Chris Froome is only of my favourite riders in the peloton. I like the enigma that seems to surround him. He is quiet especially compared to a character like Bradley Wiggins, who probably over shadowed him when they were both on the same team. However this book, co-written with the great cycle-journalist David Walsh does a brilliant job at solving the previous puzzle of Chris Froome.
Froome won the 100th edition of the Tour de France, as I’ sure many of you know. He was the second British rider and team Sky rider to accomplish this feat in as many years. A composed man he often isn’t outspoken or overly talkative in many media interviews. As such I think it has taken longer for the British public to warm to him. This is added to the fact that despite having British parents he was born and schooled in Kenya, and South Africa, so feels African through-and-through. Therefore as in recent years when the media have portrayed a Froome vs. Wiggins feud it has been easier for the public to get behind Wiggo. However Froome always stood out to me as being a nicer, less egotistical, person as well as a sensational bike racer. David Walsh has done a good job at unpicking the person behind the yellow jersey showing us all the real Chris Froome.
Froome grew up in Kenya and although an ex-pat life is normally one of luxury, separation of his parents lead to a struggle to afford schooling and therefore he remains well grounded to his Kenyan roots. In fact his first proper mentor and coach was the dreadlock-boasting Kenyan cyclist David Kinjah, who had competed for Kenya in the commonwealth games and even ridden for an Italian pro-team. A local hero. Froome almost immediately fell in love with the sport and had a goal of where he wanted to go. Whether it was going out on long rides carrying all his water-bottles or waking up at 5am to get in extra hours before school, so the teachers wouldn’t find out –cycling wasn’t endorsed at his school-, or even getting stopped by police for cycling and overtaking cars on the motorway. Right from the start Froome trained very hard. I think this drive to succeed is one that is often an oversight. It is highly commendable and acts as an inspiration for anyone who is yearning to get out on to a bike or even teenagers who are contemplating professional sport. It shows the truth, the real story is that in order to succeed he had to put in a lot of work and make a lot of sacrifices.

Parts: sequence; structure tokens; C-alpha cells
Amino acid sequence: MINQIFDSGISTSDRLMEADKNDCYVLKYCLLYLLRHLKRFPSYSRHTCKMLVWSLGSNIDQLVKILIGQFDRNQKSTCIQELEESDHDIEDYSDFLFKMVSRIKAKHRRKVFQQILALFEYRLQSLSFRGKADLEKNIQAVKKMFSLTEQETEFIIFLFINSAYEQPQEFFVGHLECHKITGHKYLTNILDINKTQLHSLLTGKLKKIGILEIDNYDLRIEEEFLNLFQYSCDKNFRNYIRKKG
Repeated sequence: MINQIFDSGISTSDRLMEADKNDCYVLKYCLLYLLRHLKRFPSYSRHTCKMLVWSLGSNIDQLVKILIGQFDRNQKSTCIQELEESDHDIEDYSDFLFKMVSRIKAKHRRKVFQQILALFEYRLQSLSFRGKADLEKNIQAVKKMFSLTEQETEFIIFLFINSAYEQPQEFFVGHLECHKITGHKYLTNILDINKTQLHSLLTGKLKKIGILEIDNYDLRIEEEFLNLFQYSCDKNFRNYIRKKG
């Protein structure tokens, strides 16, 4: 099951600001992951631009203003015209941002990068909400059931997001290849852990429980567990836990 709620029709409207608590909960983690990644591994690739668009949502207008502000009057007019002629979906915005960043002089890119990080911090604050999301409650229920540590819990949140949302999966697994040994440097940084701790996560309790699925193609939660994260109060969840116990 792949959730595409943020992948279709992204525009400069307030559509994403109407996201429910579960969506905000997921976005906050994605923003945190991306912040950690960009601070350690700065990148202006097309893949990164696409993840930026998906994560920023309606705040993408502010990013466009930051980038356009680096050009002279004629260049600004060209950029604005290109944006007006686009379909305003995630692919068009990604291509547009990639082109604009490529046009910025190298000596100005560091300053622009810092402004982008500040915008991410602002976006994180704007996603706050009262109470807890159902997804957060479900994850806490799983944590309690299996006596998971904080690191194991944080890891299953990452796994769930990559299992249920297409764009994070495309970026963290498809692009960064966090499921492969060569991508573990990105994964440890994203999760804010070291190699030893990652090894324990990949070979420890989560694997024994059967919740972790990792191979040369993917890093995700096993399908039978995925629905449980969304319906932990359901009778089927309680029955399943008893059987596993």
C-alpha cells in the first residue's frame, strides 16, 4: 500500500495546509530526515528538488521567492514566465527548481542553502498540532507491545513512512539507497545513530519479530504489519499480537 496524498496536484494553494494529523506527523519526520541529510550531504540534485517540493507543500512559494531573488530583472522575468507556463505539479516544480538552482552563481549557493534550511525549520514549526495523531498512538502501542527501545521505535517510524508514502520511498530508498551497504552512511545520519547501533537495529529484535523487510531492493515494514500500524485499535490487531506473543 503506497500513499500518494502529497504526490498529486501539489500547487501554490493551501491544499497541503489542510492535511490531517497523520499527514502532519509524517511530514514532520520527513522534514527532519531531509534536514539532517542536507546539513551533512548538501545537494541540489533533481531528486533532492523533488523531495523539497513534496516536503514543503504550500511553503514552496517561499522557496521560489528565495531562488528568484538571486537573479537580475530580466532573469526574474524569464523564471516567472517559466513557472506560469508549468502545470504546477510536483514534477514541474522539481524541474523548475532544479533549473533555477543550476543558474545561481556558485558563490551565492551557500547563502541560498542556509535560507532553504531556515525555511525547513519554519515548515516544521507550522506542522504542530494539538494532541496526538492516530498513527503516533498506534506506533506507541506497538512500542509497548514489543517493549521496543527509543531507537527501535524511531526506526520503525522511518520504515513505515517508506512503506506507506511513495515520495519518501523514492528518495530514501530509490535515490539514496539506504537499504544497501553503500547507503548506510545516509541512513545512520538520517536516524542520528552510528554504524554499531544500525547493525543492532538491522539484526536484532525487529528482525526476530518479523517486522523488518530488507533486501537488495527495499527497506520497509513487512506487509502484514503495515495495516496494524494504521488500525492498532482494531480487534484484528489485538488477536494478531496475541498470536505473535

No great man ever complains of want of opportunity.
It tells a compelling and heart-warming tale. His pure and ultimate passion for the sport. However despite still being employed by Team Sky he does not shy away from being totally honest about his feelings at different points towards the management of the team. He also goes in depth to the different key races of his careers, particularly the 99th and 100th editions of the Tour de France, both of which he had the potential to win. It shows a different side to professional cycling, the beurocracy and ultimate teamwork of sacrificing your results and possible career future for the designated race leader. Then the pressure on the race leader to achieve the results for the rest of the team.
It is a fantastic autobiography, one of the easiest to read and highly interesting; both to cyclists and sports-enthusiasts. I felt really inspired reading it and also found it very different to previous cycling autobiographies that I have read, this was definitely the first to have tips on what to do if you find yourself face-to-face with a 10-foot rock python. So if you only read one cycling autobiography this year then this is the one!